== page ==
The plans have been on display at your local planning department in Alpha Centauri for fifty of your Earth years, so you can’t start making a big fuss about it now!

      (0) 
  6. Former Member
    Hi Horst,

    I must have been sleeping when everybody agreed that tables with a header line were bad.

    I know this is an old issue, but why exactly? 

    Brad

    (0) 
    1. Horst Keller Post author
      Well, a header line is a data object which has exactly the same name as the internal table. This simply breaks the rule of an unique name space for data objects!

      If at an operand position of an ABAP statement, you specify the name of internal table itab with header line, it depends on the statement whether the table body or the header line are used. As a rule (with many exceptions!), all table-specific statements such as SORT or LOOP use the internal table, while all other statements use the header line. As a workaround, you can denote the table body explicitly with itab[].

      Therfore, you should not use this outdated possibility, because then two data objects with the same name exist in the ABAP program.
      The table name should signify the table unambiguously. This makes programs much easier to read and – speaking from own miserable experience – much less error prone. Think about using a CLEAR on a table parameter in a function module – everybody would think that you clear the table parameter, but you clear the header line!

      Tables with headers do not offer any performance advantages. Instead of a header line, you can simply create an explicit work area using the addition LINE OF of the statements TYPES, DATA etc.

      Cheers,

      Horst

      (0) 
      1. Former Member
        > This simply breaks the rule of an
        > unique name space for data objects!

        What, so no real reason then?  🙂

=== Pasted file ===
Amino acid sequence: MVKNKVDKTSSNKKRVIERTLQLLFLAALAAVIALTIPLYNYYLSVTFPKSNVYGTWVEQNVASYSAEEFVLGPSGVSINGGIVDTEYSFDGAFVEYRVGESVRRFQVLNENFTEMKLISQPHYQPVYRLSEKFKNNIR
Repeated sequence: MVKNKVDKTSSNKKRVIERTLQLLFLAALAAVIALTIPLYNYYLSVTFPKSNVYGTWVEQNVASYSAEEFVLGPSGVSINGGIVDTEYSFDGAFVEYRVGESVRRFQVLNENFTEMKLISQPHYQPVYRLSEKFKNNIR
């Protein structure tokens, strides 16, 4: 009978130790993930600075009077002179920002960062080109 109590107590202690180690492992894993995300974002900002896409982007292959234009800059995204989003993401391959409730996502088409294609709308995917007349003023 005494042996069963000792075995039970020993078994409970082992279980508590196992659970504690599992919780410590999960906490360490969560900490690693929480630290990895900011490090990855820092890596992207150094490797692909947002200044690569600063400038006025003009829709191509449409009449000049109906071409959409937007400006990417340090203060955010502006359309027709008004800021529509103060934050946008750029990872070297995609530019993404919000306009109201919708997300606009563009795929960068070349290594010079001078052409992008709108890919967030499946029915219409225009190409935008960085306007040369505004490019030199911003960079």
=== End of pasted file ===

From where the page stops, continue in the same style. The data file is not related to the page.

As I said, I know its not a new topic, just never understood why they went out of fashion.  I saw that sad face when you mentioned them, so I thought I’d jump in with the question.  I’ll just fly back off to Alpha Centauri or wherever I came from now… (not sure I got that one Thomas?)

        (0) 
        1. Thomas Jung
          Sorry. I thought Hitchhiker’s Guide to the Galaxy was required reading before anyone got their ABAP Developer’s Key. 

          That’s what the Vogon’s told the people of Earth as they were about to destroy it to make way for a new Hyperspace route.

          No offense intended – just a (failed) attempt at humor on a Friday morning.

          (0) 
          1. Former Member
            None taken.  I’ve read the book, but its been a while…  Also, its late Friday afternoon here, minds not as sharp as it could be.  I think humour is lacking a little on the site, however, so please don’t be discouraged by my dim wittedness (is that a word?).
            (0) 
          2. Former Member
            I got it, but maybe that’s because I’ve worked with a guy here who has an uncanny resemblance to Ford Prefect (BBC series, not the new movie).

            Or maybe it’s because I grew up in Dubbo and there just isn’t a heck of a lot to do besides watching BBC repeats.  (this is a reference for the Aussies like me and Brad).

            (0) 
      2. So is it cool to define Field-symbols for accessing the internal table data?  I generally do this instead of a work area.  

        Any comments on using a field-symbol vs. a work area data structure?

        Thanks!

        Great work

        (0) 
        1. Horst Keller Post author
          Hi Kenneth,

          You are right. I just forgot to mention it. Instead of working with worka areas, you can also acces table lines via field symbols or reference variables set by additions ASSIGNING and REFERENCE INTO of APPEND, COLLECT, LOOP, MODIFY, and READ. This is for most cases preferable, since copy free.

          Regards

          Horst

          (0) 
    2. Thomas Jung
      >I must have been sleeping when everybody agreed
      >that tables with a header line were bad.

      What do you mean?
      The plans have been on display at your local planning department in Alpha Centauri for fifty of your Earth years, so you can’t start making a big fuss about it now!

      (0) 
  7. Former Member